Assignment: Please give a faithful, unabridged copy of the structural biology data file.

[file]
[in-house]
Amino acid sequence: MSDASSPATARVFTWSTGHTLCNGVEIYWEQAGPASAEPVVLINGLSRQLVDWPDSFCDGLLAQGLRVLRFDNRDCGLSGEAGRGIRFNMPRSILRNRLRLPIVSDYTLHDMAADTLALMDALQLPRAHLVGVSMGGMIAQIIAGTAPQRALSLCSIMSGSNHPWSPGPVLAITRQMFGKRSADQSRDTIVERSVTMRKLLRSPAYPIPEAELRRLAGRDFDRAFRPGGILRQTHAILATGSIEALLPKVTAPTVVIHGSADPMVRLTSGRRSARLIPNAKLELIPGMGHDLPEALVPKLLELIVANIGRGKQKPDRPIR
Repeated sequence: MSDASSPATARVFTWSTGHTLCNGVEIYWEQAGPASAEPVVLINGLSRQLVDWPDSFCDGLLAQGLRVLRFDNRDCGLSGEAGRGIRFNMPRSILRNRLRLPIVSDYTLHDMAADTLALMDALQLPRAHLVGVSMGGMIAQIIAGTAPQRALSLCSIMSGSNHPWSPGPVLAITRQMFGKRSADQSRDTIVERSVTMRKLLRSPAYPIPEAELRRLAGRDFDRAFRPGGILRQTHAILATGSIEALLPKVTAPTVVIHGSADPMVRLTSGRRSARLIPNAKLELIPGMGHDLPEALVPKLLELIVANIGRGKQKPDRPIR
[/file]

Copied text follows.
[in-house]
Amino acid sequence: MSDASSPATARVFTWSTGHTLCNGVEIYWEQAGPASAEPVVLINGLSRQLVDWPDSFCDGLLAQGLRVLRFDNRDCGLSGEAGRGIRFNMPRSILRNRLRLPIVSDYTLHDMAADTLALMDALQLPRAHLVGVSMGGMIAQIIAGTAPQRALSLCSIMSGSNHPWSPGPVLAITRQMFGKRSADQSRDTIVERSVTMRKLLRSPAYPIPEAELRRLAGRDFDRAFRPGGILRQTHAILATGSIEALLPKVTAPTVVIHGSADPMVRLTSGRRSARLIPNAKLELIPGMGHDLPEALVPKLLELIVANIGRGKQKPDRPIR
Repeated sequence: MSDASSPATARVFTWSTGHTLCNGVEIYWEQAGPASAEPVVLINGLSRQLVDWPDSFCDGLLAQGLRVLRFDNRDCGLSGEAGRGIRFNMPRSILRNRLRLPIVSDYTLHDMAADTLALMDALQLPRAHLVGVSMGGMIAQIIAGTAPQRALSLCSIMSGSNHPWSPGPVLAITRQMFGKRSADQSRDTIVERSVTMRKLLRSPAYPIPEAELRRLAGRDFDRAFRPGGILRQTHAILATGSIEALLPKVTAPTVVIHGSADPMVRLTSGRRSARLIPNAKLELIPGMGHDLPEALVPKLLELIVANIGRGKQKPDRPIR